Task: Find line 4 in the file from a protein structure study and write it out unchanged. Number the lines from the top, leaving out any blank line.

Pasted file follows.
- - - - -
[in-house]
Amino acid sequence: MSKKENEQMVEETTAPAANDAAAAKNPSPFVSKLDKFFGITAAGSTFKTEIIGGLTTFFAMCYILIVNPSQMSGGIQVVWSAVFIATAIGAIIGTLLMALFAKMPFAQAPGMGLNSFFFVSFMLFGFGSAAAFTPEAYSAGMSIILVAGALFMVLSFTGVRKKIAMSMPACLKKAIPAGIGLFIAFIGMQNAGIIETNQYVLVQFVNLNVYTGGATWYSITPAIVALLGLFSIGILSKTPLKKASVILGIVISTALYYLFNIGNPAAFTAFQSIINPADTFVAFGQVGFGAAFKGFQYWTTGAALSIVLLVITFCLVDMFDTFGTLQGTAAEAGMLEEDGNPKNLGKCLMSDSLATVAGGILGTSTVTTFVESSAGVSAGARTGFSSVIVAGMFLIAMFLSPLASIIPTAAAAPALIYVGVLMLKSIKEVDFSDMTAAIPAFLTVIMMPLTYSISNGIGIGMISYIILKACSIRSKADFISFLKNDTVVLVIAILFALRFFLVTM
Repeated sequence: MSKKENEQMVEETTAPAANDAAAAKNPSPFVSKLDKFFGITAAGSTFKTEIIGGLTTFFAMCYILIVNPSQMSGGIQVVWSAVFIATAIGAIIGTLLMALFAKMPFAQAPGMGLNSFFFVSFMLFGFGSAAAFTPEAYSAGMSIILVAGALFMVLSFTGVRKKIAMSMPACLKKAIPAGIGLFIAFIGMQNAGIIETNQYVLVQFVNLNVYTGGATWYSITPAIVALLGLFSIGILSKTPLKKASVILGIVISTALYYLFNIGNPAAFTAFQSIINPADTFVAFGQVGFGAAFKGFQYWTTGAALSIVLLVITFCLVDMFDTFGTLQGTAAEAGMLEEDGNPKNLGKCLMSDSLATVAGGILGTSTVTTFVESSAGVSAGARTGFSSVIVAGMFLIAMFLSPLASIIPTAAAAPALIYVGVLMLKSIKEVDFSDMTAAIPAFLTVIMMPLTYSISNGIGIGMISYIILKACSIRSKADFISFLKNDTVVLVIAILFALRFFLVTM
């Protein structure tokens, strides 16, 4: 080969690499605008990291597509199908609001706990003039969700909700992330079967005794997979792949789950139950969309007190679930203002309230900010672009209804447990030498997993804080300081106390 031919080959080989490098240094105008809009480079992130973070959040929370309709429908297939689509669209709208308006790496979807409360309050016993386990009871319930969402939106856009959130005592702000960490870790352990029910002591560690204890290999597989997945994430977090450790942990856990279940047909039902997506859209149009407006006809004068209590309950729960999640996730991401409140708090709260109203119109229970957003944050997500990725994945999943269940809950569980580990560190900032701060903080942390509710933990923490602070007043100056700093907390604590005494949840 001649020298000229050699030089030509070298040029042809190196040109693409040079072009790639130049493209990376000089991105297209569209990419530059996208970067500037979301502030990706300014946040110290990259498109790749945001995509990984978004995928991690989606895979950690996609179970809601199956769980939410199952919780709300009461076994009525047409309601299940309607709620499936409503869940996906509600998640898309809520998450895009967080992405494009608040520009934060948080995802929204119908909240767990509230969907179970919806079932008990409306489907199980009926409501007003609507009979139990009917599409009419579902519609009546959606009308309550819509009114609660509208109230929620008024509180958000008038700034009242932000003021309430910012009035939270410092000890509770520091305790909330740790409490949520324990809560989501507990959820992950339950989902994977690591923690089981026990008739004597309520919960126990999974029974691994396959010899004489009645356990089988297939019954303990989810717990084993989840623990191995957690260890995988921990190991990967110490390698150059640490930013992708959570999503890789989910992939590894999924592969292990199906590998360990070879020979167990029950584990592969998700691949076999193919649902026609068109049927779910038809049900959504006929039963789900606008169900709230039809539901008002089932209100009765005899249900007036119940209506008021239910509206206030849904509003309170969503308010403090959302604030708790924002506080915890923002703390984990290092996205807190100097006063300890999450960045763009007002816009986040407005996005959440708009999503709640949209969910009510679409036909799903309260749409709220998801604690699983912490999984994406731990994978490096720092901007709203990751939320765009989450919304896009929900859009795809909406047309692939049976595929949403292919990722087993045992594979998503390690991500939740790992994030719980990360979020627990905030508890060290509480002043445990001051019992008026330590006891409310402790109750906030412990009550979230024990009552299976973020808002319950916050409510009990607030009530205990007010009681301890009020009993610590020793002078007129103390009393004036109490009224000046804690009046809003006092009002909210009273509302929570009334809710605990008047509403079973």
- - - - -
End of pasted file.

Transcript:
């Protein structure tokens, strides 16, 4: 080969690499605008990291597509199908609001706990003039969700909700992330079967005794997979792949789950139950969309007190679930203002309230900010672009209804447990030498997993804080300081106390 031919080959080989490098240094105008809009480079992130973070959040929370309709429908297939689509669209709208308006790496979807409360309050016993386990009871319930969402939106856009959130005592702000960490870790352990029910002591560690204890290999597989997945994430977090450790942990856990279940047909039902997506859209149009407006006809004068209590309950729960999640996730991401409140708090709260109203119109229970957003944050997500990725994945999943269940809950569980580990560190900032701060903080942390509710933990923490602070007043100056700093907390604590005494949840 001649020298000229050699030089030509070298040029042809190196040109693409040079072009790639130049493209990376000089991105297209569209990419530059996208970067500037979301502030990706300014946040110290990259498109790749945001995509990984978004995928991690989606895979950690996609179970809601199956769980939410199952919780709300009461076994009525047409309601299940309607709620499936409503869940996906509600998640898309809520998450895009967080992405494009608040520009934060948080995802929204119908909240767990509230969907179970919806079932008990409306489907199980009926409501007003609507009979139990009917599409009419579902519609009546959606009308309550819509009114609660509208109230929620008024509180958000008038700034009242932000003021309430910012009035939270410092000890509770520091305790909330740790409490949520324990809560989501507990959820992950339950989902994977690591923690089981026990008739004597309520919960126990999974029974691994396959010899004489009645356990089988297939019954303990989810717990084993989840623990191995957690260890995988921990190991990967110490390698150059640490930013992708959570999503890789989910992939590894999924592969292990199906590998360990070879020979167990029950584990592969998700691949076999193919649902026609068109049927779910038809049900959504006929039963789900606008169900709230039809539901008002089932209100009765005899249900007036119940209506008021239910509206206030849904509003309170969503308010403090959302604030708790924002506080915890923002703390984990290092996205807190100097006063300890999450960045763009007002816009986040407005996005959440708009999503709640949209969910009510679409036909799903309260749409709220998801604690699983912490999984994406731990994978490096720092901007709203990751939320765009989450919304896009929900859009795809909406047309692939049976595929949403292919990722087993045992594979998503390690991500939740790992994030719980990360979020627990905030508890060290509480002043445990001051019992008026330590006891409310402790109750906030412990009550979230024990009552299976973020808002319950916050409510009990607030009530205990007010009681301890009020009993610590020793002078007129103390009393004036109490009224000046804690009046809003006092009002909210009273509302929570009334809710605990008047509403079973």